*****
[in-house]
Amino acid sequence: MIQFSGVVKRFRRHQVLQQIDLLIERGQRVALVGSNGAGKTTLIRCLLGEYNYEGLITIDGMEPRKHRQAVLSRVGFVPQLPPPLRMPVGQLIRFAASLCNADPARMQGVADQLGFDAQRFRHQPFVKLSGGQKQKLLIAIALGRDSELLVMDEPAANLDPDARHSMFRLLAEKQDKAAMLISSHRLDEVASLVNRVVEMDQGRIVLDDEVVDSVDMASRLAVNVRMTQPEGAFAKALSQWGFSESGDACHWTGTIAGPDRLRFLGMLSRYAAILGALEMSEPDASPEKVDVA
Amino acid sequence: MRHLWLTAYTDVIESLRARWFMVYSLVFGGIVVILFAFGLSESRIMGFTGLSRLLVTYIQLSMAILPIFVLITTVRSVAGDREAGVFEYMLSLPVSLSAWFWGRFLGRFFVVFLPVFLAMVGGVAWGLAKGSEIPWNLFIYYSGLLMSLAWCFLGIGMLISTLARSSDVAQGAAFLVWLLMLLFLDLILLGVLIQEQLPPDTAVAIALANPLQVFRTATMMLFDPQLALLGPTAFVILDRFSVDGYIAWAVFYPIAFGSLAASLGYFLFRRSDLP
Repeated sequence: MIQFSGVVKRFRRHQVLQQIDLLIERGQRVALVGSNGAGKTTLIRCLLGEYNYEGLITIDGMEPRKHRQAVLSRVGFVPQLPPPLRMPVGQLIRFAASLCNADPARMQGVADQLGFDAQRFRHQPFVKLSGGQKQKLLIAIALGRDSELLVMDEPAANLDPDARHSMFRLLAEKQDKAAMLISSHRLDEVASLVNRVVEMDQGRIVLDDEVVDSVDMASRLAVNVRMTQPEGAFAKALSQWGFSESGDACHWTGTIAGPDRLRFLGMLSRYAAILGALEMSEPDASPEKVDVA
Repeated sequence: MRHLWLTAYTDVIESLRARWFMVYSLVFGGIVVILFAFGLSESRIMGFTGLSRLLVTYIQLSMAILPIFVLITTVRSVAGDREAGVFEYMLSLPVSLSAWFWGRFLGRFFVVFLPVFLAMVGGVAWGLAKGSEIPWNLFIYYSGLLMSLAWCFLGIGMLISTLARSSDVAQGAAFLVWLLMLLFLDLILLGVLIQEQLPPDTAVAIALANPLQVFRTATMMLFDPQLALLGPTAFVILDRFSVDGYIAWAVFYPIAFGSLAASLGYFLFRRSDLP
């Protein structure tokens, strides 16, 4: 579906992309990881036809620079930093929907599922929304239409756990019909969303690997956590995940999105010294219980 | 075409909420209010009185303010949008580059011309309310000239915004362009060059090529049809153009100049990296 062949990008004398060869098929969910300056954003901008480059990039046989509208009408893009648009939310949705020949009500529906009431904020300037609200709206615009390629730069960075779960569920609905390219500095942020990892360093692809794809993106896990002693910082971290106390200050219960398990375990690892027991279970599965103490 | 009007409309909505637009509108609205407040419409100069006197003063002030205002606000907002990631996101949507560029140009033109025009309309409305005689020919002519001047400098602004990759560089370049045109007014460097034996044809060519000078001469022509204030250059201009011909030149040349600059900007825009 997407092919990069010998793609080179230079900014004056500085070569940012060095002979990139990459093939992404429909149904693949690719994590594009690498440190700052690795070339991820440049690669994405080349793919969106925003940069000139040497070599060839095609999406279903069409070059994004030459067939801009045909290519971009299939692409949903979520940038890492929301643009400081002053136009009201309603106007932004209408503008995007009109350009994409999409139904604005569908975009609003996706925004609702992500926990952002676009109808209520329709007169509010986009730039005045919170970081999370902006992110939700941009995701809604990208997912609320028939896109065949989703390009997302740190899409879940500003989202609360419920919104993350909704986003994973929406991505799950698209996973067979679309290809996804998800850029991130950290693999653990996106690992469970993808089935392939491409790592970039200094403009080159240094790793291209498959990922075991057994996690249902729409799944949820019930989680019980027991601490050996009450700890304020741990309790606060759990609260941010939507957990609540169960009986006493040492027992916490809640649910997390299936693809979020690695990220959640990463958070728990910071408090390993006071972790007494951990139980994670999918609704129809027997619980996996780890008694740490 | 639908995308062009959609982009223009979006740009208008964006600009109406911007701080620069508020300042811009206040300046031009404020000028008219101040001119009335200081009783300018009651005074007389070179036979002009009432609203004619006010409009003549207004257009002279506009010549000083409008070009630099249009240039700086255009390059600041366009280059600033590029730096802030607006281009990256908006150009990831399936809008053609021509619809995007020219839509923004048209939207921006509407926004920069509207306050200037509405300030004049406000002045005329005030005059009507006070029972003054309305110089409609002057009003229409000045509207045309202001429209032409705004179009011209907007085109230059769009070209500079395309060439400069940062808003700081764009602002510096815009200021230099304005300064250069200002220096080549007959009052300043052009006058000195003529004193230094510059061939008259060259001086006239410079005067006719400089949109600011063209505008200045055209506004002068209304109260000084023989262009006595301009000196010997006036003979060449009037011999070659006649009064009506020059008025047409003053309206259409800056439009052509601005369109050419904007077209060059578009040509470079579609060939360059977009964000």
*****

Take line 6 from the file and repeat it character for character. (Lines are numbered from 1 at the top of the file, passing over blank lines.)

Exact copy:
């Protein structure tokens, strides 16, 4: 579906992309990881036809620079930093929907599922929304239409756990019909969303690997956590995940999105010294219980 | 075409909420209010009185303010949008580059011309309310000239915004362009060059090529049809153009100049990296 062949990008004398060869098929969910300056954003901008480059990039046989509208009408893009648009939310949705020949009500529906009431904020300037609200709206615009390629730069960075779960569920609905390219500095942020990892360093692809794809993106896990002693910082971290106390200050219960398990375990690892027991279970599965103490 | 009007409309909505637009509108609205407040419409100069006197003063002030205002606000907002990631996101949507560029140009033109025009309309409305005689020919002519001047400098602004990759560089370049045109007014460097034996044809060519000078001469022509204030250059201009011909030149040349600059900007825009 997407092919990069010998793609080179230079900014004056500085070569940012060095002979990139990459093939992404429909149904693949690719994590594009690498440190700052690795070339991820440049690669994405080349793919969106925003940069000139040497070599060839095609999406279903069409070059994004030459067939801009045909290519971009299939692409949903979520940038890492929301643009400081002053136009009201309603106007932004209408503008995007009109350009994409999409139904604005569908975009609003996706925004609702992500926990952002676009109808209520329709007169509010986009730039005045919170970081999370902006992110939700941009995701809604990208997912609320028939896109065949989703390009997302740190899409879940500003989202609360419920919104993350909704986003994973929406991505799950698209996973067979679309290809996804998800850029991130950290693999653990996106690992469970993808089935392939491409790592970039200094403009080159240094790793291209498959990922075991057994996690249902729409799944949820019930989680019980027991601490050996009450700890304020741990309790606060759990609260941010939507957990609540169960009986006493040492027992916490809640649910997390299936693809979020690695990220959640990463958070728990910071408090390993006071972790007494951990139980994670999918609704129809027997619980996996780890008694740490 | 639908995308062009959609982009223009979006740009208008964006600009109406911007701080620069508020300042811009206040300046031009404020000028008219101040001119009335200081009783300018009651005074007389070179036979002009009432609203004619006010409009003549207004257009002279506009010549000083409008070009630099249009240039700086255009390059600041366009280059600033590029730096802030607006281009990256908006150009990831399936809008053609021509619809995007020219839509923004048209939207921006509407926004920069509207306050200037509405300030004049406000002045005329005030005059009507006070029972003054309305110089409609002057009003229409000045509207045309202001429209032409705004179009011209907007085109230059769009070209500079395309060439400069940062808003700081764009602002510096815009200021230099304005300064250069200002220096080549007959009052300043052009006058000195003529004193230094510059061939008259060259001086006239410079005067006719400089949109600011063209505008200045055209506004002068209304109260000084023989262009006595301009000196010997006036003979060449009037011999070659006649009064009506020059008025047409003053309206259409800056439009052509601005369109050419904007077209060059578009040509470079579609060939360059977009964000």